Wednesday, August 28, 2013

Probability: Identifying Pascal Scams

From Unenumerated:
Beware of what I call Pascal's scams: movements or belief systems that ask you to hope for or worry about very improbable outcomes that could have very large positive or negative consequences. (The name comes of course from the infinite-reward Wager proposed by Pascal: these days the large-but-finite versions are far more pernicious).  Naive expected value reasoning implies that they are worth the effort: if the odds are 1 in 1,000 that I could win $1 billion, and I am risk and time neutral, then I should expend up to nearly $1 million dollars worth of effort to gain this boon. The problems with these beliefs tend to be at least threefold, all stemming from the general uncertainty, i.e. the poor information or lack of information, from which we abstracted the low probability estimate in the first place: because in the messy real world the low probability estimate is almost always due to low or poor evidence rather than being a lottery with well-defined odds:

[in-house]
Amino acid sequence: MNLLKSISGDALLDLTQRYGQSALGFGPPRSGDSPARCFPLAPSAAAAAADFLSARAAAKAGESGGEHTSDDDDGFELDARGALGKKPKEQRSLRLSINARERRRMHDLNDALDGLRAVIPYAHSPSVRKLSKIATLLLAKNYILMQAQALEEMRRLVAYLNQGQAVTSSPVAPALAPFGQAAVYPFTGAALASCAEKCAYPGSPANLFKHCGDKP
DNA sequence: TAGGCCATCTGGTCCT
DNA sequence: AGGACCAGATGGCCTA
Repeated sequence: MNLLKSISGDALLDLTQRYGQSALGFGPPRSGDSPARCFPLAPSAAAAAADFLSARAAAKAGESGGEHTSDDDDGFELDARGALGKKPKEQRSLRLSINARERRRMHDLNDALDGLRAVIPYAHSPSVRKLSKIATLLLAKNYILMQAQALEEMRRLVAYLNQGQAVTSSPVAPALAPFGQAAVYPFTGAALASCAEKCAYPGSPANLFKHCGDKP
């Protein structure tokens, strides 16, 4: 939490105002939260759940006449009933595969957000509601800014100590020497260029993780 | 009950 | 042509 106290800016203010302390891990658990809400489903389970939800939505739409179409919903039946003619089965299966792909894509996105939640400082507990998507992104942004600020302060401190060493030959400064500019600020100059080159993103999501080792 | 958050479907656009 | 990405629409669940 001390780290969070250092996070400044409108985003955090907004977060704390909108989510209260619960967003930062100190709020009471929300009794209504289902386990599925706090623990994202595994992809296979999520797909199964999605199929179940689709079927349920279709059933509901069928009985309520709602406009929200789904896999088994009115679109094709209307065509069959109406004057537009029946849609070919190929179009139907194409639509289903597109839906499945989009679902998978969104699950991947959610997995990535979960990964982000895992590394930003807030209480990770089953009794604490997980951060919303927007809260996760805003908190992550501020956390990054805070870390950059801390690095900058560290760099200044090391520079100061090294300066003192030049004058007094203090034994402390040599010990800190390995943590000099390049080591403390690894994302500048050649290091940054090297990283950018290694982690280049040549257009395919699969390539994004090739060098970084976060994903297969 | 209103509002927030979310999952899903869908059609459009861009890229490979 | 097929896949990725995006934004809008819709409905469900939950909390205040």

(1) there is usually no feasible way to distinguish between the very improbable (say, 1 in 1,000) and the extremely improbable (e.g., one in a billion). Poor evidence leads to what James Franklin calls "low-weight probabilities", which lack robustness to new evidence. When the evidence is poor, and thus robustness of probabilities is lacking, then it is likely that "a small amount of further evidence would substantially change the probability. "  This new evidence is as likely to decrease the probability by a factor of X as increase it by a factor of X, and the poorer the original evidence, the greater X is.  (Indeed, given the nature of human imagination and bias, it is more likely to decrease it, for reasons described below)....MORE